Credit card attacks typically target point of sale (PoS) terminals at retail locations such as stores, restaurants and hotels. In the early stages of the COVID-19 pandemic, in-person retail activity greatly diminished, forcing criminals to seek other targets and to virtualize their operations. Gas stations are unique in that they remained a viable target during lockdown, and one cybercrime group took advantage of this to target a regional fuel chain through phishing rather than the traditional physical skimming device.
This incident was a multi-stage and well-executed attack. From a single point of entry, the attackers were able to compromise gas stations across the region via the network for their in-store coffee shops. From there, malware was installed on fuel controllers, enabling large-scale theft of payment card data.
A PCI Forensic Investigation is intended to determine the occurrence, scope and potential causes of a potential breach of cardholder data protected under PCI DSS. A PFI can only be carried out by a certified PCI Forensic Investigator accredited by the PCI Council.
In this case, the PFI was inspired by a common purchase point (CPP) investigation. Analysis of a collection of credit cards used in fraud can determine if multiple cards were used at the same location at approximately the same time. If so, it is likely that the criminals gained access to the card information via a breach at that common point where the cards were used.
The evidence of a potential breach of cardholder data at the client’s gas stations led them to request Kroll investigators to perform a PFI. The investigation's objective was to determine if the fraudulent transactions associated with cards used at the gas station indicated a breach of the client’s systems.
The main challenge of a PFI is identifying whether the fraud is associated with a compromise in the client’s network. A thorough investigation is required to either reject the explanation that a breach occurred or to identify all potential intrusions within the client’s network and systems.
Kroll used endpoint monitoring solutions to pull event logs from all of the fuel controllers within the customer environment. This enabled them to perform cross-correlation of event data across these controllers and search for evidence of potentially suspicious or malicious activity.
Investigation of the event logs led to the discovery of an encoded PowerShell program installed on each of the fuel controllers. Decoding the PowerShell revealed that the malware was making outbound connections to IP addresses located in Asia over port 443.
After identifying the malicious code, Kroll investigators executed it in a sandboxed environment. While it was running, the PowerShell created an output file that contained encrypted data.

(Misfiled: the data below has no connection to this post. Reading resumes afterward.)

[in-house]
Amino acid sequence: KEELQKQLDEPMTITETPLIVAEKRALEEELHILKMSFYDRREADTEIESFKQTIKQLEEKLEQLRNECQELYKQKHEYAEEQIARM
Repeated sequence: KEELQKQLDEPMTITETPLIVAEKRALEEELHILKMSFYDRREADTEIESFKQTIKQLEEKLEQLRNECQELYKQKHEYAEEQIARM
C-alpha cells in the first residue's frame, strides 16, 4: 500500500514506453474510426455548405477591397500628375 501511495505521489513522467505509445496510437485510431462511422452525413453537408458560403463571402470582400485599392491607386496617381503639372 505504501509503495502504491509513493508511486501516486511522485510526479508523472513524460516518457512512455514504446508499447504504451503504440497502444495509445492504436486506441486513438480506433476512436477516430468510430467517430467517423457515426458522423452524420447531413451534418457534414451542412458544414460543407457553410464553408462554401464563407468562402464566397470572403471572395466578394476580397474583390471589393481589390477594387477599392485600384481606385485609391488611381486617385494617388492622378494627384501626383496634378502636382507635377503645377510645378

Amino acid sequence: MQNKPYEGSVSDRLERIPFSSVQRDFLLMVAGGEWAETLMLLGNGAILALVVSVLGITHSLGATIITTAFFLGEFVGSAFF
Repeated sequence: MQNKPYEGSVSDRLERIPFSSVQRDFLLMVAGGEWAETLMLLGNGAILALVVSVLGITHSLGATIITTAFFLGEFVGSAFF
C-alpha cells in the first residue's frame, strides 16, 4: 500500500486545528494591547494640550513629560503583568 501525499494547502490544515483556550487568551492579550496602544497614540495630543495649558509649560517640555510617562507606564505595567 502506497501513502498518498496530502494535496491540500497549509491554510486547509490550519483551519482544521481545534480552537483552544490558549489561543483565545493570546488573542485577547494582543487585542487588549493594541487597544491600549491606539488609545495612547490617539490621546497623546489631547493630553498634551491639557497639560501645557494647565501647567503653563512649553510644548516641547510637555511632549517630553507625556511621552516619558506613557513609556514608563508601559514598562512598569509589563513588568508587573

Analysis of the PowerShell program enabled Kroll analysts to identify the encryption key used to create the output file and to decrypt its contents. The decrypted output file contained magnetic strip data pulled from credit cards that were used for payments at the infected fuel controllers.
After identifying the malware in question, the Kroll analysts were able to track the source of the attack back to the initial infection vector.
A spearphishing attack was the initial entry point into the gas station’s network. The email targeted the military recruiter within the gas stations’ HR departments and pretended to be looking for a position for a veteran. When the HR employee clicked on the email, a backdoor was opened on their system.
Once the attackers had access to the HR employee’s computer, they moved laterally through the gas station network to a system in the on-site coffee shop. From there, it was possible to access other stores’ coffee shop computers and drop the encoded PowerShell malware on fuel controllers across the region.
Based upon analysis of the malware and infection chain, remediation began in mid-May 2020. However, the attackers retained some access to the infected systems and detected the ongoing remediation efforts by May 31.
Realizing that they had been detected and that their malware was being removed from infected systems, the cybercriminals abandoned their attempt to continue stealing card data from gas station customers. In a last-ditch effort to continue monetizing their access, the attackers deployed ransomware on the devices they still had access to.
This decision to pivot from carding to ransomware demonstrates the evolution of the cyber threat landscape. Only a few years ago, attacks were largely siloed with a group performing a BEC attack or a credit card breach or intellectual property theft. Today, when one attack is detected and remediated, cybercriminals adapt and attempt to maximize the impact and value of their access.
Following the investigation, the client elected to keep Kroll’s endpoint protection technology installed on their systems. This ensures that their endpoints are monitored 24x7 for suspicious behaviors and can help to prevent similar attacks from occurring in the future.
This case study was extracted from the webinar COVID-19 and the Surge in Retail Threats, which also includes an overview of the PCI environment along with two additional case studies.
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